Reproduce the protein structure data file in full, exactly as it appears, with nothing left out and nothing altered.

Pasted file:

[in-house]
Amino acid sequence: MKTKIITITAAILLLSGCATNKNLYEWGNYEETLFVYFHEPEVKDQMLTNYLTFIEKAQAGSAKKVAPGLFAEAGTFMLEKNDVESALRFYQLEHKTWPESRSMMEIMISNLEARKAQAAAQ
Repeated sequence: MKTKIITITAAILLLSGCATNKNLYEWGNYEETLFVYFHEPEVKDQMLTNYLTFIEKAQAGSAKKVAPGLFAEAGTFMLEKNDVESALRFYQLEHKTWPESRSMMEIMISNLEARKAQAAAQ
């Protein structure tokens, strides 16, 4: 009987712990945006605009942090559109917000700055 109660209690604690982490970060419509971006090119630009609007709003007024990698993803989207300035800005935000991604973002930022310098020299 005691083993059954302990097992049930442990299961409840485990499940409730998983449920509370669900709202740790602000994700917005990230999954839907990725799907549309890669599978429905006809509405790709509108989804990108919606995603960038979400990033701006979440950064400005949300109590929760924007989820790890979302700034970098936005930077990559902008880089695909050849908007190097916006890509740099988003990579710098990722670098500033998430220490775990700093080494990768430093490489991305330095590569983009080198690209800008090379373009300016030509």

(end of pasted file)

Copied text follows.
[in-house]
Amino acid sequence: MKTKIITITAAILLLSGCATNKNLYEWGNYEETLFVYFHEPEVKDQMLTNYLTFIEKAQAGSAKKVAPGLFAEAGTFMLEKNDVESALRFYQLEHKTWPESRSMMEIMISNLEARKAQAAAQ
Repeated sequence: MKTKIITITAAILLLSGCATNKNLYEWGNYEETLFVYFHEPEVKDQMLTNYLTFIEKAQAGSAKKVAPGLFAEAGTFMLEKNDVESALRFYQLEHKTWPESRSMMEIMISNLEARKAQAAAQ
């Protein structure tokens, strides 16, 4: 009987712990945006605009942090559109917000700055 109660209690604690982490970060419509971006090119630009609007709003007024990698993803989207300035800005935000991604973002930022310098020299 005691083993059954302990097992049930442990299961409840485990499940409730998983449920509370669900709202740790602000994700917005990230999954839907990725799907549309890669599978429905006809509405790709509108989804990108919606995603960038979400990033701006979440950064400005949300109590929760924007989820790890979302700034970098936005930077990559902008880089695909050849908007190097916006890509740099988003990579710098990722670098500033998430220490775990700093080494990768430093490489991305330095590569983009080198690209800008090379373009300016030509």